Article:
Government can be freedom’s best friend when it protects citizens’ constitutional rights. Here’s how the Goldwater Institute is ensuring your rights are protected.
On November 10, 2011, Wisconsin Gov. Scott Walker keynoted the Goldwater Institute Annual Dinner.
When the Pilgrims arrived on the Mayflower, they set up a society in which no one could own property and everyone shared equally, no matter how much work they did. The result was misery and hunger. But when the governor allowed each man to plant and raise crops for his own household, something amazing happened.
The U.S. Supreme Court has agreed to hear arguments in a case brought by more than two dozen states challenging the constitutionality of the federal health care law. The core issue is whether the individual mandate to purchase government-prescribed health care is constitutional. The Court of Appeals ruled that it was unconstitutional. But other issues are before the Court as well, notably whether it is premature to decide the individual mandate before it is enforced, and whether the entire law should be struck down if the individual mandate is invalidated.
As often happens during election season, the media has been up in arms about “secret funds” being spent by independent groups on messages meant to support or oppose candidates.
by Art Thomason, Arizona Republic
The Mesa City Council denied two tattoo artists the constitutional protections of free speech by rejecting their efforts to open a business two years ago, the Arizona Court of Appeals said Thursday.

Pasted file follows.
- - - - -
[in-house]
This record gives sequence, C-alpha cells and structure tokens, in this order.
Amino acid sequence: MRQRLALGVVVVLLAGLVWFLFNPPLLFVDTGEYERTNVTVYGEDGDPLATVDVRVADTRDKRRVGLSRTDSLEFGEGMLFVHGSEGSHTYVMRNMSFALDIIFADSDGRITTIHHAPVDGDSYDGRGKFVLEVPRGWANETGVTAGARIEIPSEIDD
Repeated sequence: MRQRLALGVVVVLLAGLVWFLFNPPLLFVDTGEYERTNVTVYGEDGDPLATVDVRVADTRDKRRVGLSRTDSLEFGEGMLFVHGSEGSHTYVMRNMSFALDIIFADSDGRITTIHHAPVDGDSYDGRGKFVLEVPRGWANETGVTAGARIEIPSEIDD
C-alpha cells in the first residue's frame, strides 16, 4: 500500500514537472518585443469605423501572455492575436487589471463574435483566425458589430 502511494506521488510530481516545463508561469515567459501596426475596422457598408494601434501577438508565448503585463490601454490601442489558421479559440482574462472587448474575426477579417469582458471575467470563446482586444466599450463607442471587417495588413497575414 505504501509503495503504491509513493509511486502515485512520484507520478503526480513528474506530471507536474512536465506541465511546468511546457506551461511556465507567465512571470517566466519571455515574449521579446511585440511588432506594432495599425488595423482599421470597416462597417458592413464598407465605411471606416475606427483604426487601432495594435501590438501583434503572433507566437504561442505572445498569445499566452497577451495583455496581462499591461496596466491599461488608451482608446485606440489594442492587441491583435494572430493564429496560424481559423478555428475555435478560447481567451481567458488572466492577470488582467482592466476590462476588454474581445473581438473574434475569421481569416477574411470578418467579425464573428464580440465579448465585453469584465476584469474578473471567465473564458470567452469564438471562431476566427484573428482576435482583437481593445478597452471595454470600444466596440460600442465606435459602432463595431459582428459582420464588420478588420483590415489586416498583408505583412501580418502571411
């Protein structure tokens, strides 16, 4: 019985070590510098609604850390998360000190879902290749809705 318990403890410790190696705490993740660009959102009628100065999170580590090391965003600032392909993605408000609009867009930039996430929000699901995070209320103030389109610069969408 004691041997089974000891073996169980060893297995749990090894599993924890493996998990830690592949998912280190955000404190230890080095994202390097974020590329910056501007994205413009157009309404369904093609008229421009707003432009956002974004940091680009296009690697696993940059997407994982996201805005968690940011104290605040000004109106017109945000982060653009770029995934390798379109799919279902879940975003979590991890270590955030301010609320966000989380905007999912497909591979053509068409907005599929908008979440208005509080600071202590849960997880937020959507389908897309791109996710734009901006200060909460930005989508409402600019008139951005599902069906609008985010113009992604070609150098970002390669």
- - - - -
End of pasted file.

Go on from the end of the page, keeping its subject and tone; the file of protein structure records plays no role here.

The decision - a first by any Arizona court on the issue of free speech protections for tattoo artists - reversed a Maricopa County Superior Court ruling that sided with the city.
“The key provision of the Affordable Care Act is the implementation of State-run Health Insurance Exchanges.”
This month marks Justice Clarence Thomas’ 20th anniversary on the U.S. Supreme Court. Emerging from one of the most tumultuous confirmation battles in history, Justice Thomas has become one of the greatest Supreme Court justices in the Court's history.
Imagine you live in a world where all your votes are public knowledge – no voter privacy, no voting booths, and no mail-in ballots. What if you could be approached in public and asked to cast your vote on the spot?
If a silver lining exists to the explosive growth of national power over the past several years, it is that Americans are turning to their federal and state constitutions, reading them, understanding them, and invoking them to protect their rights.
The federal health care law gives states an option: Either establish insurance exchanges by January 1, 2014, or the Secretary of Health and Human Services will establish one for them. An “exchange” is essentially a bureaucracy where federally-mandated and regulated health insurance may be bought and sold. Amazingly, some states that otherwise oppose the federal health care law, including some who have joined the Florida lawsuit that is on its way to the U.S. Supreme Court, are choosing to implement these exchanges.